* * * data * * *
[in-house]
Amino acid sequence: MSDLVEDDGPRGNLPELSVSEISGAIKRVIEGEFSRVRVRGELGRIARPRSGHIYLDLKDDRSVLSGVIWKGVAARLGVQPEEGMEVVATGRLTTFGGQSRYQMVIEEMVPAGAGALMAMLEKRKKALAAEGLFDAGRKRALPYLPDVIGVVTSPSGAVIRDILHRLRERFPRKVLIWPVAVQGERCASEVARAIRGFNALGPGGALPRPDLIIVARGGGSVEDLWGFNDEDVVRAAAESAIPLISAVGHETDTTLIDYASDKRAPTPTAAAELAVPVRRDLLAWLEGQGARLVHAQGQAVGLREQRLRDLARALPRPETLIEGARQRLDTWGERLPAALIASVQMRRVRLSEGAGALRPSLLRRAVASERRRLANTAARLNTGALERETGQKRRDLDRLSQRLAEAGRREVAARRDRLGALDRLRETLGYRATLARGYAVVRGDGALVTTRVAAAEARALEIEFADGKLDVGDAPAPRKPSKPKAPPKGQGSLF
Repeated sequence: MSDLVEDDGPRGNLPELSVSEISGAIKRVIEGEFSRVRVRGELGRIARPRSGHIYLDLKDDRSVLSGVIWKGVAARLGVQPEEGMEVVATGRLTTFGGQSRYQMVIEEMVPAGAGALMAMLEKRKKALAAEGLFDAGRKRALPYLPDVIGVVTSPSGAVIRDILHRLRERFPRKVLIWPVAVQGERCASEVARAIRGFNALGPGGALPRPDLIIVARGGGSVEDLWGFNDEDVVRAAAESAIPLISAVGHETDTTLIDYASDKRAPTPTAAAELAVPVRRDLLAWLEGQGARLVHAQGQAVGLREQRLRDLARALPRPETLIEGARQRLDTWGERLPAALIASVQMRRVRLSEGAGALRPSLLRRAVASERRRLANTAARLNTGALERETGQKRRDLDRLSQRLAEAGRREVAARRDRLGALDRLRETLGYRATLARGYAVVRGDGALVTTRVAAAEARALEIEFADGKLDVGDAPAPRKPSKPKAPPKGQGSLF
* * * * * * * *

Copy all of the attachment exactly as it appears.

[in-house]
Amino acid sequence: MSDLVEDDGPRGNLPELSVSEISGAIKRVIEGEFSRVRVRGELGRIARPRSGHIYLDLKDDRSVLSGVIWKGVAARLGVQPEEGMEVVATGRLTTFGGQSRYQMVIEEMVPAGAGALMAMLEKRKKALAAEGLFDAGRKRALPYLPDVIGVVTSPSGAVIRDILHRLRERFPRKVLIWPVAVQGERCASEVARAIRGFNALGPGGALPRPDLIIVARGGGSVEDLWGFNDEDVVRAAAESAIPLISAVGHETDTTLIDYASDKRAPTPTAAAELAVPVRRDLLAWLEGQGARLVHAQGQAVGLREQRLRDLARALPRPETLIEGARQRLDTWGERLPAALIASVQMRRVRLSEGAGALRPSLLRRAVASERRRLANTAARLNTGALERETGQKRRDLDRLSQRLAEAGRREVAARRDRLGALDRLRETLGYRATLARGYAVVRGDGALVTTRVAAAEARALEIEFADGKLDVGDAPAPRKPSKPKAPPKGQGSLF
Repeated sequence: MSDLVEDDGPRGNLPELSVSEISGAIKRVIEGEFSRVRVRGELGRIARPRSGHIYLDLKDDRSVLSGVIWKGVAARLGVQPEEGMEVVATGRLTTFGGQSRYQMVIEEMVPAGAGALMAMLEKRKKALAAEGLFDAGRKRALPYLPDVIGVVTSPSGAVIRDILHRLRERFPRKVLIWPVAVQGERCASEVARAIRGFNALGPGGALPRPDLIIVARGGGSVEDLWGFNDEDVVRAAAESAIPLISAVGHETDTTLIDYASDKRAPTPTAAAELAVPVRRDLLAWLEGQGARLVHAQGQAVGLREQRLRDLARALPRPETLIEGARQRLDTWGERLPAALIASVQMRRVRLSEGAGALRPSLLRRAVASERRRLANTAARLNTGALERETGQKRRDLDRLSQRLAEAGRREVAARRDRLGALDRLRETLGYRATLARGYAVVRGDGALVTTRVAAAEARALEIEFADGKLDVGDAPAPRKPSKPKAPPKGQGSLF